Within Google\’s World …

Googler Sheds Some Light on GCal’s future API & Feeds

Last thursday, John Panzer at AOL and a member of the IMC (Internet Mail Consoritum) mailing list, emailed one of GCal's developers, Kyle Marvin, who's also on the IMC List the following:

"Google Calendar has launched (and there was much rejoicing). It uses Atom feeds for public calendar information. I'm wondering if these have been documented somewhere".

To which Kyle responded by saying that:

"The extensions used in the Calendar feed will definitely be documented and those docs should be available soon. The Calendar Data API support (these feeds plus the ability to programmatically create, query, edit, and delete Calendar events)
isn't officially launched yet… the release is going to be slightly staggered from the main Calendar Web UI launch that happened today.

The best place to look for API info once it is available (and to send any feedback about it) will be in the Google Calendar Data API Group that has been set up for this purpose. More announcements will be made there (soon) once the full API launch happens".

On the same day, Rogers Cadenhead, revealed in his blog, workbench, that since GCal's Atom feeds have items with published dates in the future that coincide with the scheduled date of the event, a warning is sometimes triggered in the Feed Validator. Roger stresses upon the fact that these Atom feeds aren't well-suited for presentation in a reader in their current form. One solution that he's suggested is for Google to make the feeds more presentable by using the published and content elements to announce the upcoming event, since the GCal developers have added a namespace for calendar features that includes a when element for the event date.

A day later, Kyle, admitted in a comment on Roger's blog that Google is aware of the issues with the Google Calendar feeds for feed readers while also pointing those interested towards the google group. Kyle wrote:

"The atom:content element in the Calendar feeds currently contains the event description, which is sometimes blank or does not contain enough basic info (event date/time, location, etc) to make the feed reader view of the event as useful as it could be. One option we're evaluating is moving the description data to an extension element and auto-generating that contains more suitable, html-formatted aggregate info about the event. The best place to send Calendar Atom feedback is here: http://groups.google.com/group/google-calendar-help-dataap "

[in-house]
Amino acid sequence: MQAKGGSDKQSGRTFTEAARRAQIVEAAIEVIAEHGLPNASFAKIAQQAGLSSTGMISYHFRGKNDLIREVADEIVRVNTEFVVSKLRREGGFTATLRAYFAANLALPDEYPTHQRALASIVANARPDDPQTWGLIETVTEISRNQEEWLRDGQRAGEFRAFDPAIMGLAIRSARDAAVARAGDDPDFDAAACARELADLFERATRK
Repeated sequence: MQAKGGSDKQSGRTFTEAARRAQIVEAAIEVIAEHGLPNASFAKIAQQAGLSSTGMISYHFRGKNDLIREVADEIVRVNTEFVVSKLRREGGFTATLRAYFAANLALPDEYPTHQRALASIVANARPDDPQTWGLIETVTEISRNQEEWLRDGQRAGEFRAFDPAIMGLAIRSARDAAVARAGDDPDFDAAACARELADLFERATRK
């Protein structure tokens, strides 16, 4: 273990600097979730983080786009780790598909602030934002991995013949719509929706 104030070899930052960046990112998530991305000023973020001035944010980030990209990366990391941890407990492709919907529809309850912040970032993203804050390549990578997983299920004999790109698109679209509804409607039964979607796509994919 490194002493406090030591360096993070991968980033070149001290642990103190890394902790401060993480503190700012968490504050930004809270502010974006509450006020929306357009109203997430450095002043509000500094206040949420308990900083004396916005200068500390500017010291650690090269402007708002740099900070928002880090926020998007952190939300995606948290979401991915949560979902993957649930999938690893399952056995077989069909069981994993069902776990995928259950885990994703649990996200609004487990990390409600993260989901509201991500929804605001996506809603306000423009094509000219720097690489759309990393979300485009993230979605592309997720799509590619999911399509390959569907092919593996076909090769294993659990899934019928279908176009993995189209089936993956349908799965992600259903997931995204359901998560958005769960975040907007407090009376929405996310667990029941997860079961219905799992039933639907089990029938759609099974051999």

After looking around the newly created Google Calendar Data API group, I found the following statements that Kyle had made in response to various questions and doubts on calendar feeds which had been raised by fellow developers on the google group:

1) "We will definitely be giving the threading extensions a closer look".

2) "We're aware of some issues in this area that could make life better for feedreader users. Stay tuned as we get ready to launch, wedefinitely want to make this (syndicating events to a feed reader) work well".

In reply to someone who asked about the exisitience of a Javascript API for GCal, Kyle says:

"I can't go into the details prior to release, but what I can say is the basic approach used for the Calendar Data APIs will beclient-language agnostic; so it should be possible to build clients that can interact with Google Calendar Data in a variety ofprogramming languages".

So in summary fashion, we can expect the GCal API to:

1) programmatically create, query, edit, and delete Calendar events

2) it's release is going to be slightly staggered from the main Calendar Web UI launch

3) Description data will might be moved to an extension element which can be auto-generated into a suitable, html-formatted aggregate info about the event. 

4) the ability to generate proper validated RSS feeds

Looks like there's going to be a tie-up of Google Reader and GCal 😉 


April 18, 2006 - Posted by | APIs, Googler, New Hires, Service & Product Launches

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